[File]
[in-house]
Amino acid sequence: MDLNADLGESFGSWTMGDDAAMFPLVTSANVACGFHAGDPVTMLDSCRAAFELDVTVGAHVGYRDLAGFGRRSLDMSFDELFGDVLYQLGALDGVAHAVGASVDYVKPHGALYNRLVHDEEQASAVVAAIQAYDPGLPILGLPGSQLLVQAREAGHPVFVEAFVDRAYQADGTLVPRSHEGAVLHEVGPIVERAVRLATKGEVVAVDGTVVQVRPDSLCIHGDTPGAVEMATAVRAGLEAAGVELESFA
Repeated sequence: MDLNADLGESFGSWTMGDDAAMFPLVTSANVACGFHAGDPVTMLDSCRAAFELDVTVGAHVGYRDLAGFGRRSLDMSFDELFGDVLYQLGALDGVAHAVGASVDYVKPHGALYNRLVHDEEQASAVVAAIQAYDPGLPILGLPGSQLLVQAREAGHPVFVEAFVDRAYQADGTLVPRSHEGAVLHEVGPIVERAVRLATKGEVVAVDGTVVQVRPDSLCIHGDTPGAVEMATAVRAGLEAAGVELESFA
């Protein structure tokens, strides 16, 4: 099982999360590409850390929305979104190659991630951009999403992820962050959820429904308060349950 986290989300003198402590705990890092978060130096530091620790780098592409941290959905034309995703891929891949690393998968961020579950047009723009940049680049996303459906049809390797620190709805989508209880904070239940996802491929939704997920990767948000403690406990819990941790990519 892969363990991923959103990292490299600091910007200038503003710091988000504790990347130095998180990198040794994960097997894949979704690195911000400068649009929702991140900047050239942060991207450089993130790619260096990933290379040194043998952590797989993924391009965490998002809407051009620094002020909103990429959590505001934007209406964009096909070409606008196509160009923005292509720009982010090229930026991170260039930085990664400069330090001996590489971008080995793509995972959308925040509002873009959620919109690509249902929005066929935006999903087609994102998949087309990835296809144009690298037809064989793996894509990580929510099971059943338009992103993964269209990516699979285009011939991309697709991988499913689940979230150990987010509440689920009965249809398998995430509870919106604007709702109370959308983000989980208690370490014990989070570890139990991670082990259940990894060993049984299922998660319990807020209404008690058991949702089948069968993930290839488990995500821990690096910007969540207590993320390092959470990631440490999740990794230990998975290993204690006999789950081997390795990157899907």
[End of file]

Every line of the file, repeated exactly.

[in-house]
Amino acid sequence: MDLNADLGESFGSWTMGDDAAMFPLVTSANVACGFHAGDPVTMLDSCRAAFELDVTVGAHVGYRDLAGFGRRSLDMSFDELFGDVLYQLGALDGVAHAVGASVDYVKPHGALYNRLVHDEEQASAVVAAIQAYDPGLPILGLPGSQLLVQAREAGHPVFVEAFVDRAYQADGTLVPRSHEGAVLHEVGPIVERAVRLATKGEVVAVDGTVVQVRPDSLCIHGDTPGAVEMATAVRAGLEAAGVELESFA
Repeated sequence: MDLNADLGESFGSWTMGDDAAMFPLVTSANVACGFHAGDPVTMLDSCRAAFELDVTVGAHVGYRDLAGFGRRSLDMSFDELFGDVLYQLGALDGVAHAVGASVDYVKPHGALYNRLVHDEEQASAVVAAIQAYDPGLPILGLPGSQLLVQAREAGHPVFVEAFVDRAYQADGTLVPRSHEGAVLHEVGPIVERAVRLATKGEVVAVDGTVVQVRPDSLCIHGDTPGAVEMATAVRAGLEAAGVELESFA
């Protein structure tokens, strides 16, 4: 099982999360590409850390929305979104190659991630951009999403992820962050959820429904308060349950 986290989300003198402590705990890092978060130096530091620790780098592409941290959905034309995703891929891949690393998968961020579950047009723009940049680049996303459906049809390797620190709805989508209880904070239940996802491929939704997920990767948000403690406990819990941790990519 892969363990991923959103990292490299600091910007200038503003710091988000504790990347130095998180990198040794994960097997894949979704690195911000400068649009929702991140900047050239942060991207450089993130790619260096990933290379040194043998952590797989993924391009965490998002809407051009620094002020909103990429959590505001934007209406964009096909070409606008196509160009923005292509720009982010090229930026991170260039930085990664400069330090001996590489971008080995793509995972959308925040509002873009959620919109690509249902929005066929935006999903087609994102998949087309990835296809144009690298037809064989793996894509990580929510099971059943338009992103993964269209990516699979285009011939991309697709991988499913689940979230150990987010509440689920009965249809398998995430509870919106604007709702109370959308983000989980208690370490014990989070570890139990991670082990259940990894060993049984299922998660319990807020209404008690058991949702089948069968993930290839488990995500821990690096910007969540207590993320390092959470990631440490999740990794230990998975290993204690006999789950081997390795990157899907």